HOLY WEEK | 4.5.12
Exodus 12:1-4 [5-10] 11-14
Psalm 116:1-2, 12-19
1 Corinthians 11:23-26
John 13:1-17, 31b-35
I remember attending Christian youth camps as a teenager and singing “They’ll Know We are Christians by our Love.” Of course they will! Christians can love better than anyone, right? At that time I had the idealistic thought that my new found Christian faith would solve every problem, dry every tear, and help me love every person. As time went by, I could see that Christians weren’t necessarily better at loving than anyone else. Some were great at it, but some struggled, and some Christians even betrayed and killed each other. And I struggle along with them.
Perhaps you think I have lost hope, but in fact one of the Scriptures for today helps me have hope in the face of the struggle to love. In the Gospel of John we see Jesus making this statement: “A new command I give you: Love one another. As I have loved you, so you must love one another. By this everyone will know that you are my disciples, if you love one another.” Very idealistic. But wait, let’s look at what happens right before and right after Jesus’ call to love.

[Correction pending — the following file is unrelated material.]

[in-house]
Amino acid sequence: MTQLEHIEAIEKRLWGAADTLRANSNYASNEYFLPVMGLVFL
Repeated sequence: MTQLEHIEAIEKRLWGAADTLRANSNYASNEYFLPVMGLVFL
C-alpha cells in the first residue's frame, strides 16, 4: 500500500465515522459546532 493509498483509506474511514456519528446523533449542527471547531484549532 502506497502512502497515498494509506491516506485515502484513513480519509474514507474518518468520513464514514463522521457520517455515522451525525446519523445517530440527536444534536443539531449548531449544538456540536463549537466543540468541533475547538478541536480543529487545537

We all learn that we need to look at Scripture in its context, and the context of Jesus’ “new commandment” to love one another is this: Judas has set out to betray Jesus just before this statement and Peter is told he will deny Jesus just after this statement. We have grown, perhaps unfairly, to expect Judas to be a terrible person, but Peter is one of Jesus’ closest friends. Peter loves Jesus, and yet turns around and denies Him. Jesus’ exhortation to love one another right beforehand makes Peter’s denial even more shocking.
This is a perfect Scripture for Lent. One important practice during Lent is repentance, and Jesus’ exhortation to his disciples to love one another, seen in the context of Judas’ betrayal and Peter’s denial, is both a wonderful and terrible call to repentance.
Adjunct Instructor, School of Religion
You can download the full Lent and Holy Week Devotional Guide at: http://www.belmont.edu/religion/files/lent-devotional-2012-final.pdf